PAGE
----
Incorporating information from correlated traits increases the PTA PL reliabilities most for bulls that have a majority of first lactation daughters. As reliability of direct PL increases, the contributions of linear type and production decrease. Consequently, evaluations for AI bulls with many second-crop progeny essentially contain only direct PL information.

SOMATIC CELL SCORE
(Source: M. M. Schutz and R. L. Powell; USDA-AIPL)

The process used by USDA-AIPL to calculate PTA for Somatic Cell Score (SCS) is similar to that for calculating the PTAs for yield traits. Lactation average SCS for the first five lactations is edited and adjusted for calving age and season. An animal's evaluation is calculated relative to cows born in 1995 and then is added to the average for first lactation SCS (standardized for age, calving month, and lactation length) of cows born in 1995. The average for Holsteins is approximately 3.1.

Using PTA SCS in an index is recommended so that appropriate selection might be given to improving mastitis resistance. Genetic selection to reduce SCS does not replace superior management and preventative care as the most effective means of controlling mastitis. Using PTA SCS in an index and placing 5% as much weight on SCS as on yield will help slow the increase in mastitis without sacrificing much in terms of increased yield.

Reliabilities for PTA SCS are lower than for the yield traits because of a lower heritability (10% vs. 25%) and generally fewer daughter records with SCS data. Progeny-test bulls may attain 60% reliability for PTA SCS. A high level of reliability will only be reached when second-crop daughters are added to a bull's proof.

NET MERIT
Net Merit measures the additional net profit that an offspring of an animal will provide over its lifetime. Income and expenses for a typical dairy operation have been estimated, so that a measure of overall net profit can be calculated.

Three different values (Net, Fluid and Cheese) of lifetime profitability are presented. The primary difference between the formulas is the emphasis that is placed on the components. Producers should select the index that is closest to the milk payment in your area. Net merit is based upon the future anticipated average milk price for all of the U.S. Fluid Merit would be for producers who do not receive any payment for protein. In the Fluid Merit formula a negative value is placed on protein because additional feed is required to produce additional protein. Without a direct payment for the additional protein, this results in a negative value. Cheese Merit may be appropriate for farmers selling their milk directly to a cheese plant. More information about the new Net Merit may be found at the USDA website: aipl.arsusda.gov.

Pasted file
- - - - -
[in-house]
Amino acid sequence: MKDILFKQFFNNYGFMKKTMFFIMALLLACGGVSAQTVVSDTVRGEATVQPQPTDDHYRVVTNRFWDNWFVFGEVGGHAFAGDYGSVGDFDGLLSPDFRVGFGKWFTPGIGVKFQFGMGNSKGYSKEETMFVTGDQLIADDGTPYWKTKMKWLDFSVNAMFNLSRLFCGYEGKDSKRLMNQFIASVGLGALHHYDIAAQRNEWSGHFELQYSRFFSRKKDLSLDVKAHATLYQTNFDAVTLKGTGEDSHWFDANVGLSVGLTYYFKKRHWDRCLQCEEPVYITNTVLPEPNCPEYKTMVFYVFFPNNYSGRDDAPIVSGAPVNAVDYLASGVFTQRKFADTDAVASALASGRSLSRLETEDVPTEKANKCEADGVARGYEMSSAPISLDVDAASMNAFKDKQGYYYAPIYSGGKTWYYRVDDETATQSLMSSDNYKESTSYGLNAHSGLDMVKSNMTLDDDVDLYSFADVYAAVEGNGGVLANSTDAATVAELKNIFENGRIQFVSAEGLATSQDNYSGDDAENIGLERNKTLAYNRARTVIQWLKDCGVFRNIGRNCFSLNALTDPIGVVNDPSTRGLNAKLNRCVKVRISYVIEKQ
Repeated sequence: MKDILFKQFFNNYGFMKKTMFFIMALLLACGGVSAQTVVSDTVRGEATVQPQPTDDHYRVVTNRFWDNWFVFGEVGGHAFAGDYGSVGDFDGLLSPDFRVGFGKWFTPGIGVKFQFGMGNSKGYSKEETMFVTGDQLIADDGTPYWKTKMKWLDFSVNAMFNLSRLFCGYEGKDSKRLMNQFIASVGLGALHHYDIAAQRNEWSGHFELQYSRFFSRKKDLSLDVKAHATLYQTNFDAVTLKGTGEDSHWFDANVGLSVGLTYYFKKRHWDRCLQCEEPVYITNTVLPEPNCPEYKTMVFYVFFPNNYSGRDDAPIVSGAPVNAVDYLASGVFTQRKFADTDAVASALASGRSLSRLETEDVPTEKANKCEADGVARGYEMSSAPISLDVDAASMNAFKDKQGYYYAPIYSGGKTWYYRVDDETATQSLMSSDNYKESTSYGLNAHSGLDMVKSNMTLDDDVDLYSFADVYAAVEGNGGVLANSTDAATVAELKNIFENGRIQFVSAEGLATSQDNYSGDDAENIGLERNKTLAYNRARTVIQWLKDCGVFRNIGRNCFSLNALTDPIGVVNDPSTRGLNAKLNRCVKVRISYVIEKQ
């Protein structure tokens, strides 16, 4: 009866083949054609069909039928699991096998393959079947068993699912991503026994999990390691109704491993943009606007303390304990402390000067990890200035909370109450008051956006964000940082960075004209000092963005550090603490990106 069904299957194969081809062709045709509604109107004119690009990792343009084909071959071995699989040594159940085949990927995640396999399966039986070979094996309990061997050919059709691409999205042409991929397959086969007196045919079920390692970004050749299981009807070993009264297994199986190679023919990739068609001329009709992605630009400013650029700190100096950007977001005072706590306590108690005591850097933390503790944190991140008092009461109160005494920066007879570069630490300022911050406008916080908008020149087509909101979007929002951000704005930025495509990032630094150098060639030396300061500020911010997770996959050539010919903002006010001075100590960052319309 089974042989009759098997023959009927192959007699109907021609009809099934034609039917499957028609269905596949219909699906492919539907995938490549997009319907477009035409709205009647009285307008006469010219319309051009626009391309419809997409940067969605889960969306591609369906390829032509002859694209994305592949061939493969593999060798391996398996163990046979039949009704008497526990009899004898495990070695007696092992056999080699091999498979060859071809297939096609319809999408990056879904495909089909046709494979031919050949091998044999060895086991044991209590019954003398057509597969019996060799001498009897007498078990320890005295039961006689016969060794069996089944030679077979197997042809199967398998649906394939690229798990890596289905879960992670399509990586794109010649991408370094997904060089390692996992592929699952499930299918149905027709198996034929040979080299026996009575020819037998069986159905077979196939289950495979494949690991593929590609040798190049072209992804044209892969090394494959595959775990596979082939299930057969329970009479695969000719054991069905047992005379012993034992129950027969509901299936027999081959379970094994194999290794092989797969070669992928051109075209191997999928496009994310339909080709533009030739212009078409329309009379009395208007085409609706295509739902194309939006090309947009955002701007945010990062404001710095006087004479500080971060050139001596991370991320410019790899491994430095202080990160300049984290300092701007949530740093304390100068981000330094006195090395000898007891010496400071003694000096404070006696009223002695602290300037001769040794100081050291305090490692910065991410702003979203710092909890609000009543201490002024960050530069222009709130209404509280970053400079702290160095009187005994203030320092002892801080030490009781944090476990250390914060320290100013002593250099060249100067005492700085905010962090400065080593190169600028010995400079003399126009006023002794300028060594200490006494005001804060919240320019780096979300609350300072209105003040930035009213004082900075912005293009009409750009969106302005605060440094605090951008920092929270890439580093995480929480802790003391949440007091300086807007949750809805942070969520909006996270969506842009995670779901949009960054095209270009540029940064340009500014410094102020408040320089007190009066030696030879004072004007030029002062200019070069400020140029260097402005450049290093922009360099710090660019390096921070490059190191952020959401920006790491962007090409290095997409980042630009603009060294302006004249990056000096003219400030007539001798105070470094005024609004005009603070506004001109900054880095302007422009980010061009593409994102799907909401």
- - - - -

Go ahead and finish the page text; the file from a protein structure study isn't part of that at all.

--------------- Three Different Values of Lifetime Profitability ---------------
 
Net Merit
Fluid Merit
Cheese Merit
  Actual Weight Relative Value Actual Weight Relative Value Actual Weight Relative Value

Milk

.018

5%

.224

43%

-.029

-6%

Fat

2.14

21%

2.14

16%

2.14

18%

Protein

4.76

36%

-2.06

-12%

6.42

42%

Productive Life

28

14%

28

11%

28

12%

Somatic Cell Score

-154

-9%

-154

-7%

-154

-8%

Udder Composite

29

7%

29

5%

29

6%

Feet & Legs Comp.

15

4%

15

3%

15

3%

Body Size Composite

-14

-4%

-14

-3%

-14

-4%